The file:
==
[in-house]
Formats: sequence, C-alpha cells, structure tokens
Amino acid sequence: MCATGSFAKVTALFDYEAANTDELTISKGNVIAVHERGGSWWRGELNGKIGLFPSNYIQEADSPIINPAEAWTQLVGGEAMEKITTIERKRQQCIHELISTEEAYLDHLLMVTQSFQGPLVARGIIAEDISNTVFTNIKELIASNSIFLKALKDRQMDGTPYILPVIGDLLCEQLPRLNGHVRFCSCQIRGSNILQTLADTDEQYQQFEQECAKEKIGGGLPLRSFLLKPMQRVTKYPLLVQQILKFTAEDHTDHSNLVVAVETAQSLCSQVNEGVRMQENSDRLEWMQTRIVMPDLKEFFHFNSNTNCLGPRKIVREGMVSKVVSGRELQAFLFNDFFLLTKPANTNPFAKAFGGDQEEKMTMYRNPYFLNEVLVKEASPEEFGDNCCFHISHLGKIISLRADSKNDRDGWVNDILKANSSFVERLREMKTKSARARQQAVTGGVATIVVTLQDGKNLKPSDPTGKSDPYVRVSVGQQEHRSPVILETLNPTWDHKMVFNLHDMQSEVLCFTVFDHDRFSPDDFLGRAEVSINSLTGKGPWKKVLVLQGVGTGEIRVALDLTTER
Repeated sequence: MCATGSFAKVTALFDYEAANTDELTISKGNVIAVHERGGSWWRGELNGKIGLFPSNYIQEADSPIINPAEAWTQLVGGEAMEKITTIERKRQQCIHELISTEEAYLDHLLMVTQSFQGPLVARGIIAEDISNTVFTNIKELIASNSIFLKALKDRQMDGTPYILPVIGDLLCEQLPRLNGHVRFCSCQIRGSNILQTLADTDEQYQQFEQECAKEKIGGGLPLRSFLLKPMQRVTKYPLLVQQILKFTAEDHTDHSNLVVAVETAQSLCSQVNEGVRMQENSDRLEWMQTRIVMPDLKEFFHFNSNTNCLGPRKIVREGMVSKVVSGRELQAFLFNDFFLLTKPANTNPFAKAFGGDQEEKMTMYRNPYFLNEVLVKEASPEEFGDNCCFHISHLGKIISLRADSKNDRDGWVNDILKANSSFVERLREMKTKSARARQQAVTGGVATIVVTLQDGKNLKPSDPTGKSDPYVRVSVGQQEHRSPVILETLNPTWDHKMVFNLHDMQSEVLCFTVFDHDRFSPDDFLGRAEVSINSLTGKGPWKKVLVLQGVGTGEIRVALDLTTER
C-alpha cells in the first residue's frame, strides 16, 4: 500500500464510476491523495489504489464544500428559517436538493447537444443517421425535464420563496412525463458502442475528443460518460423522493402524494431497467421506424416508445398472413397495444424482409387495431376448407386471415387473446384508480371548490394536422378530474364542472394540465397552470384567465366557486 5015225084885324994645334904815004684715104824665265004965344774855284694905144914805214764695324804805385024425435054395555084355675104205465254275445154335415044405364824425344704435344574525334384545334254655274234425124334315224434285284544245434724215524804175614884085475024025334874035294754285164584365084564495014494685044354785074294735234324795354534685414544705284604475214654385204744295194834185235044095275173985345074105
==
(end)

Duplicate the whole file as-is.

[in-house]
Formats: sequence, C-alpha cells, structure tokens
Amino acid sequence: MCATGSFAKVTALFDYEAANTDELTISKGNVIAVHERGGSWWRGELNGKIGLFPSNYIQEADSPIINPAEAWTQLVGGEAMEKITTIERKRQQCIHELISTEEAYLDHLLMVTQSFQGPLVARGIIAEDISNTVFTNIKELIASNSIFLKALKDRQMDGTPYILPVIGDLLCEQLPRLNGHVRFCSCQIRGSNILQTLADTDEQYQQFEQECAKEKIGGGLPLRSFLLKPMQRVTKYPLLVQQILKFTAEDHTDHSNLVVAVETAQSLCSQVNEGVRMQENSDRLEWMQTRIVMPDLKEFFHFNSNTNCLGPRKIVREGMVSKVVSGRELQAFLFNDFFLLTKPANTNPFAKAFGGDQEEKMTMYRNPYFLNEVLVKEASPEEFGDNCCFHISHLGKIISLRADSKNDRDGWVNDILKANSSFVERLREMKTKSARARQQAVTGGVATIVVTLQDGKNLKPSDPTGKSDPYVRVSVGQQEHRSPVILETLNPTWDHKMVFNLHDMQSEVLCFTVFDHDRFSPDDFLGRAEVSINSLTGKGPWKKVLVLQGVGTGEIRVALDLTTER
Repeated sequence: MCATGSFAKVTALFDYEAANTDELTISKGNVIAVHERGGSWWRGELNGKIGLFPSNYIQEADSPIINPAEAWTQLVGGEAMEKITTIERKRQQCIHELISTEEAYLDHLLMVTQSFQGPLVARGIIAEDISNTVFTNIKELIASNSIFLKALKDRQMDGTPYILPVIGDLLCEQLPRLNGHVRFCSCQIRGSNILQTLADTDEQYQQFEQECAKEKIGGGLPLRSFLLKPMQRVTKYPLLVQQILKFTAEDHTDHSNLVVAVETAQSLCSQVNEGVRMQENSDRLEWMQTRIVMPDLKEFFHFNSNTNCLGPRKIVREGMVSKVVSGRELQAFLFNDFFLLTKPANTNPFAKAFGGDQEEKMTMYRNPYFLNEVLVKEASPEEFGDNCCFHISHLGKIISLRADSKNDRDGWVNDILKANSSFVERLREMKTKSARARQQAVTGGVATIVVTLQDGKNLKPSDPTGKSDPYVRVSVGQQEHRSPVILETLNPTWDHKMVFNLHDMQSEVLCFTVFDHDRFSPDDFLGRAEVSINSLTGKGPWKKVLVLQGVGTGEIRVALDLTTER
C-alpha cells in the first residue's frame, strides 16, 4: 500500500464510476491523495489504489464544500428559517436538493447537444443517421425535464420563496412525463458502442475528443460518460423522493402524494431497467421506424416508445398472413397495444424482409387495431376448407386471415387473446384508480371548490394536422378530474364542472394540465397552470384567465366557486 5015225084885324994645334904815004684715104824665265004965344774855284694905144914805214764695324804805385024425435054395555084355675104205465254275445154335415044405364824425344704435344574525334384545334254655274234425124334315224434285284544245434724215524804175614884085475024025334874035294754285164584365084564495014494685044354785074294735234324795354534685414544705284604475214654385204744295194834185235044095275173985345074105